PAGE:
VANCOUVER, BC: One size most definitely does not fit all in providing community social services, and a non-profit serving some of B.C.’s most complex citizens is a clear example of that.
PLEA Community Social Services develops an individual care plan for every one of the 1,200 people referred for its services every year.
“Some of those people are youth and need a plan that looks a lot like parenting,” said Jen Graham, communications and development manager, PLEA Community Social Services. “Others have brain injuries or disabilities and need plans that look more like health care. Others need a little – or a lot of – help on any number of fronts: housing, family support, life skills, school or work, addictions.
“We’re trying to provide the care a person needs to stay stable,” said Graham. “Our goal is to give them the foundation to a good life, whatever that looks like for them – helping them take care of their basic needs, stabilizing their relationships, figuring out school and work if that’s possible, and even a nutritional plan. We’re addressing whatever it is people need in the different domains of their lives and supporting them to work out where they want to be going.”
PLEA got its start in 1979 when a retired B.C. probation officer, the late Bernie Agg, took action on his long-standing experiences of seeing youth cycling through endless problems with the law. Agg believed relationships were the key to breaking the cycle. The non-profit organization he founded became one of the first in Canada to offer young people community-based programs as an alternative to custody.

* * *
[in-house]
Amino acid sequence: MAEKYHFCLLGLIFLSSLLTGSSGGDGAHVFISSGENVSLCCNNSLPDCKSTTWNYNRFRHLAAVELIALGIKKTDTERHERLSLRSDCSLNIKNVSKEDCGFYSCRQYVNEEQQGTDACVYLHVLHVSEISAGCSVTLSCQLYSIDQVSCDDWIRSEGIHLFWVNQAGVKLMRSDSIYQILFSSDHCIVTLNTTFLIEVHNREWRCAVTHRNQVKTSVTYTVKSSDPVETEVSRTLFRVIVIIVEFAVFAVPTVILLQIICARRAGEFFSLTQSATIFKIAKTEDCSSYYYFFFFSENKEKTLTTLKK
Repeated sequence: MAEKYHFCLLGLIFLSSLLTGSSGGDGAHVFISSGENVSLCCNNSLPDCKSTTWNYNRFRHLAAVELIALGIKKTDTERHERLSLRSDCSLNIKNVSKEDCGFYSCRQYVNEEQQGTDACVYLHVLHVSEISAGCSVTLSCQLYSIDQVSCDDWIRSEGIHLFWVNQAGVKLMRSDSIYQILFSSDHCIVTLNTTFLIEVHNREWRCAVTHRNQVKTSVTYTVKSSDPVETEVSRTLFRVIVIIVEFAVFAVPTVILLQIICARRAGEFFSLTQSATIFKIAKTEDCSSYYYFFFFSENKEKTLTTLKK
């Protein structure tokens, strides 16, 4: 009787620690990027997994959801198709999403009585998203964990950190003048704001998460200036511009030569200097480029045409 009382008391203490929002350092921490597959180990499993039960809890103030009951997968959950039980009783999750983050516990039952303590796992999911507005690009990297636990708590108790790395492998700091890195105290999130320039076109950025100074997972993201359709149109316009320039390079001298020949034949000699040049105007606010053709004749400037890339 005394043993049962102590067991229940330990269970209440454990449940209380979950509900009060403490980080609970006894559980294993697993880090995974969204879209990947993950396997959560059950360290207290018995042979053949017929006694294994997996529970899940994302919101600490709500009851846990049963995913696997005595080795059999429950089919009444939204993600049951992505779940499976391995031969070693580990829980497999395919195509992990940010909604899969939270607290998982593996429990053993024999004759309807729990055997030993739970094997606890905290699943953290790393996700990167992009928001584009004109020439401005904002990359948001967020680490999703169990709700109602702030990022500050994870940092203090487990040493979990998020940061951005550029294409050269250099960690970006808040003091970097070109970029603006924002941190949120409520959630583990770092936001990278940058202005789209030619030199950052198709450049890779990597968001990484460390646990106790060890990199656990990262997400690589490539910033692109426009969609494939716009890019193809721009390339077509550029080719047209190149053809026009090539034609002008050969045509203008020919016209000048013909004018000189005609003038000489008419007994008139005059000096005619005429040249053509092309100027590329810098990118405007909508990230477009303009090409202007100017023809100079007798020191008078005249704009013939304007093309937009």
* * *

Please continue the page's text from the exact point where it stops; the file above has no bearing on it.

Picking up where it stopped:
Graham said: “PLEA is based on four beliefs: The power of relationship; everyone has the right to make choices about what happens to them; the idea of focusing on people’s strengths rather than their deficits; and keeping programs realistic. I’ve worked here seven years now and know that this organization truly lives its beliefs.”
PLEA provides public and gated services. The latter are highly customized, delivered to about 1,200 people a year and available only through referral. Most referrals are from probation officers and social workers in B.C. and the Northwest Territories.
PLEA’s public services, focused on prevention, reach tens of thousands of other British Columbians, including some 25,000 students who take part in PLEA’s Children of the Street school presentations about sexual exploitation and about 130 children in KidStart who are supported by volunteer mentors.
“With a network of more than 160 caregivers, PLEA manages home shares for people with developmental disabilities living in their own apartment in a family-style environment, and other homes where care is round-the-clock but still very much about creating family,” Graham said. “Doing even more around housing is a goal for PLEA.
“We’d love to have the full spectrum of housing. Right now, we’re working on youth transitioning from their family home to independence by moving into an independent suite in the house. Then we’ll need other housing to move them into when they’re ready for full independence – an apartment block, perhaps, maybe with some services downstairs.”
PLEA’s gated programs have carried on uninterrupted by the pandemic, albeit with necessary adaptations to meet new health requirements.
“One of the most challenging aspects is finding things to do in the community for the people we serve,” Graham said. “Maintaining connections is a particular challenge for clients from the Northwest Territories, far from home, referred to B.C. to receive PLEA services, which do not yet exist in the Northwest Territories. In non-pandemic times, going home for a visit is an option, but virtual calls and newspapers sent from home regions have had to suffice during the past year.”
The B.C. government has proclaimed March as Community Social Services Awareness Month in appreciation of the more than 42,000 people who work in the community social services sector. They provide help and assistance to those who need it most.
Written and released by BC Government
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